Mailbag: Will crowded Heat frontcourt continue to limit rookie Bam Adebayo’s playing time?

Miami Heat center Bam Adebayo (13) goes to the basket between Utah Jazz guard Ricky Rubio (3) and center Ekpe Udoh (33) during the first half of an NBA basketball game, Sunday, Jan. 7, 2018, in Miami. (AP Photo/Joel Auerbach)

MIAMI — It’s time for another Heat mailbag.

If you weren’t able to ask a question this time, send your questions for future mailbags via Twitter (@Anthony_Chiang and @tomdangelo44). You can also e-mail me at achiang@pbpost.com.

@BryanIsTheKing: Why did Bam Adebayo only play seven minutes against the Jazz? Is this the norm going forward? He’s averaged 12 minutes since James Johnson came back. What’s the point in drafting a guy just to not play him?

Anthony Chiang: First, let’s point out that rookie Bam Adebayo is playing more this season than most expected. He’s averaging 19.1 minutes in 30 of the Heat’s 39 games. Think about those numbers and then think about the fact that coach Erik Spoelstra brought up the possibility before the season of sending Bam to the G League for consistent playing time. Bam is playing a bigger role as a rookie than expected. Period. Yes, Hassan Whiteside’s injury issues have a lot to do with that. But, what did you expect entering the season? The Heat’s starting frontcourt was always going to be some combination of Hassan and either Kelly Olynyk, Justise Winslow or James Johnson. That leaves Bam in a bench role behind those guys. And with 96 minutes per game to split between the power forward and center positions, the math has to add up. Since James returned from injury, Hassan is averaging 22.1 minutes, James is averaging 27.7 and Kelly is averaging 34.3 over the past three games. As you can see, that trio is accounting for 84.1 minutes per game recently. That leaves Bam with 12 minutes to work with. So as long as everybody is healthy and available, this is the new normal for the 20-year-old.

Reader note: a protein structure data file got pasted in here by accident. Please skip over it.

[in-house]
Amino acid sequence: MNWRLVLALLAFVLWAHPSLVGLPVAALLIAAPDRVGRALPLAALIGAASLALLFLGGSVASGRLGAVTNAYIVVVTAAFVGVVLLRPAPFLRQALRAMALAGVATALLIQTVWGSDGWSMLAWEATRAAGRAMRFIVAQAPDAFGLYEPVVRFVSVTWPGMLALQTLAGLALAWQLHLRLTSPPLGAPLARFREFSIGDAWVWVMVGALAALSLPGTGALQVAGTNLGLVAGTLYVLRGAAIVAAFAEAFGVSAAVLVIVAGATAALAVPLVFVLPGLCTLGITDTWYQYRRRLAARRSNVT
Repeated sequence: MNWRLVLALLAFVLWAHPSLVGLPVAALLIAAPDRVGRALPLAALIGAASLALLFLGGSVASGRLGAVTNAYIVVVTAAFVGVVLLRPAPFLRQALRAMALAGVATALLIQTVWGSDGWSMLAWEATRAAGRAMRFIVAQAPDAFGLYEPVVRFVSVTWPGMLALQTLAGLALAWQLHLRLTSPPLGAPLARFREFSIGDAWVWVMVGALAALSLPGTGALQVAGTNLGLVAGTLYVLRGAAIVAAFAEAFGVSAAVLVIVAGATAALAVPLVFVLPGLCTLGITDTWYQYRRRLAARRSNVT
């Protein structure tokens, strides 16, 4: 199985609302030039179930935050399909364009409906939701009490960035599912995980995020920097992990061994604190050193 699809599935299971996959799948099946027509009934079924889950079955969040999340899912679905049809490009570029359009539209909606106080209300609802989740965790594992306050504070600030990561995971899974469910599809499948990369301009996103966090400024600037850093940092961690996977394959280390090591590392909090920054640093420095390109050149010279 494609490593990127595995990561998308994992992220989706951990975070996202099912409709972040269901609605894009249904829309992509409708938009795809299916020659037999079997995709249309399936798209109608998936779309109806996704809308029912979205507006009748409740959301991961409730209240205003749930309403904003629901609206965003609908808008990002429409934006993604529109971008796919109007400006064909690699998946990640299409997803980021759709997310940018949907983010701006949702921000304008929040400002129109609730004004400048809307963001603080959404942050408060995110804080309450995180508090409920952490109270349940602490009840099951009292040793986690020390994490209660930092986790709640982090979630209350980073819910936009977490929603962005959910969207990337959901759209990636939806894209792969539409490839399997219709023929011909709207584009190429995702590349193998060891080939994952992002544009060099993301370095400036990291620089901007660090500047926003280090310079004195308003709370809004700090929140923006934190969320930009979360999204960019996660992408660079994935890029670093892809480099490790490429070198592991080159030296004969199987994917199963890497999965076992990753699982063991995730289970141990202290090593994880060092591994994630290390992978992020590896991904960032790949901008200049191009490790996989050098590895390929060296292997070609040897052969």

@CagerKJ: Are there any other teams in the NBA that have as many diamonds in the rough on their roster as the Heat do?

Anthony Chiang: Teams with better players? Yes. Teams with as many diamonds in the rough? Probably not, because that’s what this Heat team is. Miami doesn’t feature an All-Star, but somehow it is 22-17 and alone in fifth place in the Eastern Conference. Just look at the roster and you can single out guys like second-round pick Josh Richardson, NBA journeymen Wayne Ellington and James Johnson, former NBA outcast Hassan Whiteside or even the improving Kelly Olynyk and Tyler Johnson as players who can be labeled “diamonds in the rough.” A roster full of this type of player usually isn’t good enough to win a championship, but it looks like it’s good enough to compete for home-court advantage in the first round of the playoffs.

[RELATED: The Post’s exclusive photos from Sunday’s win over the Jazz]

[Video: We talk Richardson, Whiteside and playoffs? – Yes, we’re talking playoffs! – after Heat’s 11th victory in 15 games]

[Heat 3-point specialist Wayne Ellington was crucial part of Josh Richardson’s game-winner. … as decoy]

[Heat continue to overcome adversity, make most of opportunities while rising in Eastern Conference standings]

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